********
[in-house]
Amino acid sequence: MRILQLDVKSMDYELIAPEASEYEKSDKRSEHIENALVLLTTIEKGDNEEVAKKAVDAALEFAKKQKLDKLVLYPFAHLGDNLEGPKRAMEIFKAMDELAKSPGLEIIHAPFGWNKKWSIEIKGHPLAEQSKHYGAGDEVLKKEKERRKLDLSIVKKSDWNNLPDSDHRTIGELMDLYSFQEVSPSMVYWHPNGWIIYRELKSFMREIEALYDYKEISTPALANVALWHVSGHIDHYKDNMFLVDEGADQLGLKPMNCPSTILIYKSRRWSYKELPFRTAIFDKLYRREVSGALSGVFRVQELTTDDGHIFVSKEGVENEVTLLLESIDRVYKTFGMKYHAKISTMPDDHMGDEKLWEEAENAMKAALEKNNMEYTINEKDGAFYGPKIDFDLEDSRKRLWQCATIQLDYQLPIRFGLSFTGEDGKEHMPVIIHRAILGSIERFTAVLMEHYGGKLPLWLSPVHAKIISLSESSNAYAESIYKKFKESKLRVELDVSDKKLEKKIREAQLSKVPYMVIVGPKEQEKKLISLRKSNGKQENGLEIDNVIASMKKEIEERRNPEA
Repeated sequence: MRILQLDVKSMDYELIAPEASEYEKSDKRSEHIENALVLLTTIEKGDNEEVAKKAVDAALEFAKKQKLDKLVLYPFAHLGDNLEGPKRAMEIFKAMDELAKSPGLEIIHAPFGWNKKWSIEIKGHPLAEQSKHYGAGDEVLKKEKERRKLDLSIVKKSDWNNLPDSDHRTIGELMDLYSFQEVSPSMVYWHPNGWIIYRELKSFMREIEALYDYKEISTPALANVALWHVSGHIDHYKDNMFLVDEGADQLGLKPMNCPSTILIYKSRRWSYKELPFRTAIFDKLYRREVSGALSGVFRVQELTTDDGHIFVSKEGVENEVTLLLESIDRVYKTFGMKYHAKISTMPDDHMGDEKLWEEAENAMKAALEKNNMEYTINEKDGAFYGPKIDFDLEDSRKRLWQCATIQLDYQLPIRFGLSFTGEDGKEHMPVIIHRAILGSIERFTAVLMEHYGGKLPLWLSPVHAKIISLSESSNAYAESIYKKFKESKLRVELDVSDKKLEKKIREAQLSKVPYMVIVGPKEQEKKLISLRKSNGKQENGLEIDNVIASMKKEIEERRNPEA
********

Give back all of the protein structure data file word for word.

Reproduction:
[in-house]
Amino acid sequence: MRILQLDVKSMDYELIAPEASEYEKSDKRSEHIENALVLLTTIEKGDNEEVAKKAVDAALEFAKKQKLDKLVLYPFAHLGDNLEGPKRAMEIFKAMDELAKSPGLEIIHAPFGWNKKWSIEIKGHPLAEQSKHYGAGDEVLKKEKERRKLDLSIVKKSDWNNLPDSDHRTIGELMDLYSFQEVSPSMVYWHPNGWIIYRELKSFMREIEALYDYKEISTPALANVALWHVSGHIDHYKDNMFLVDEGADQLGLKPMNCPSTILIYKSRRWSYKELPFRTAIFDKLYRREVSGALSGVFRVQELTTDDGHIFVSKEGVENEVTLLLESIDRVYKTFGMKYHAKISTMPDDHMGDEKLWEEAENAMKAALEKNNMEYTINEKDGAFYGPKIDFDLEDSRKRLWQCATIQLDYQLPIRFGLSFTGEDGKEHMPVIIHRAILGSIERFTAVLMEHYGGKLPLWLSPVHAKIISLSESSNAYAESIYKKFKESKLRVELDVSDKKLEKKIREAQLSKVPYMVIVGPKEQEKKLISLRKSNGKQENGLEIDNVIASMKKEIEERRNPEA
Repeated sequence: MRILQLDVKSMDYELIAPEASEYEKSDKRSEHIENALVLLTTIEKGDNEEVAKKAVDAALEFAKKQKLDKLVLYPFAHLGDNLEGPKRAMEIFKAMDELAKSPGLEIIHAPFGWNKKWSIEIKGHPLAEQSKHYGAGDEVLKKEKERRKLDLSIVKKSDWNNLPDSDHRTIGELMDLYSFQEVSPSMVYWHPNGWIIYRELKSFMREIEALYDYKEISTPALANVALWHVSGHIDHYKDNMFLVDEGADQLGLKPMNCPSTILIYKSRRWSYKELPFRTAIFDKLYRREVSGALSGVFRVQELTTDDGHIFVSKEGVENEVTLLLESIDRVYKTFGMKYHAKISTMPDDHMGDEKLWEEAENAMKAALEKNNMEYTINEKDGAFYGPKIDFDLEDSRKRLWQCATIQLDYQLPIRFGLSFTGEDGKEHMPVIIHRAILGSIERFTAVLMEHYGGKLPLWLSPVHAKIISLSESSNAYAESIYKKFKESKLRVELDVSDKKLEKKIREAQLSKVPYMVIVGPKEQEKKLISLRKSNGKQENGLEIDNVIASMKKEIEERRNPEA